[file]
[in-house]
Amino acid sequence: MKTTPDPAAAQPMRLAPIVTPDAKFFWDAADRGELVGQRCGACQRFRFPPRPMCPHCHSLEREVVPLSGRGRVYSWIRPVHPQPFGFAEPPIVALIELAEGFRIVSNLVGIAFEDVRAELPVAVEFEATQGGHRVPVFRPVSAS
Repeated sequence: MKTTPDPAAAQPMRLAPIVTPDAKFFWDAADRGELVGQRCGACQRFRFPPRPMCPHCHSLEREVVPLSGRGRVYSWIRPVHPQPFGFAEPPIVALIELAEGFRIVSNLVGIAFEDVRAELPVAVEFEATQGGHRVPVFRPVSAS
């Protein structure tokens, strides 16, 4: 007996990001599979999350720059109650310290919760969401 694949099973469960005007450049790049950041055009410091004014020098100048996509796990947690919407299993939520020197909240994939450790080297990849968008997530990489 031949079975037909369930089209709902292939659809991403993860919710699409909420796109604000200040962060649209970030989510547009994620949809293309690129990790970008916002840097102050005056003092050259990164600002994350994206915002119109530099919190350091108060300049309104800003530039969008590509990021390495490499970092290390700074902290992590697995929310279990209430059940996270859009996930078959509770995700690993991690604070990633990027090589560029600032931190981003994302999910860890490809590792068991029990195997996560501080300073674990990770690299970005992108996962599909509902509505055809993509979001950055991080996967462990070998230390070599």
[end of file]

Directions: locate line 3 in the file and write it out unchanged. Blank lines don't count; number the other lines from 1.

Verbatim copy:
Repeated sequence: MKTTPDPAAAQPMRLAPIVTPDAKFFWDAADRGELVGQRCGACQRFRFPPRPMCPHCHSLEREVVPLSGRGRVYSWIRPVHPQPFGFAEPPIVALIELAEGFRIVSNLVGIAFEDVRAELPVAVEFEATQGGHRVPVFRPVSAS